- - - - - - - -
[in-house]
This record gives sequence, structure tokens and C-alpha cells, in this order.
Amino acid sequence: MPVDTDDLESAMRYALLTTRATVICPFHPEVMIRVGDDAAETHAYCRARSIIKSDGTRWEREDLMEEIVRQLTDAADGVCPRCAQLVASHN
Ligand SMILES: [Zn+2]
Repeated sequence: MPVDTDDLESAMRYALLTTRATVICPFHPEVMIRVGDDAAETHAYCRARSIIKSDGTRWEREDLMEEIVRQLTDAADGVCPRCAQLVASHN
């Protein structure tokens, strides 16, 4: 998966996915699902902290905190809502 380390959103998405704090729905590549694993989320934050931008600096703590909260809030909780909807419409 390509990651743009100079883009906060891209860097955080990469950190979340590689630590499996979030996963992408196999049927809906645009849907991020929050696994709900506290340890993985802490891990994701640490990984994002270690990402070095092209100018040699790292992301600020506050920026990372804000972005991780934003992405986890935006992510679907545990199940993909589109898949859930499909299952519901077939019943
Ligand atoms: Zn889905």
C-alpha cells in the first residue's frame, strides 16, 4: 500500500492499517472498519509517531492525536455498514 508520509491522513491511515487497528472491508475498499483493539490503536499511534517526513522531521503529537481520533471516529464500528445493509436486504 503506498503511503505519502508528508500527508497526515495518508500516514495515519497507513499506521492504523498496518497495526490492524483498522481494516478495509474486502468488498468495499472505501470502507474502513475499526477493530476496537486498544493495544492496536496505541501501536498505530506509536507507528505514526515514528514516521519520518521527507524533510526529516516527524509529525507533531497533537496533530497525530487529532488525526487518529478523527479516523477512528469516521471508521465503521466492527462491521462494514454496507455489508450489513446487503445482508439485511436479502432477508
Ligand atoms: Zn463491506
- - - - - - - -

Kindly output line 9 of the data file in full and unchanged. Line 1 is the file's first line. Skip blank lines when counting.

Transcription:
Ligand atoms: Zn463491506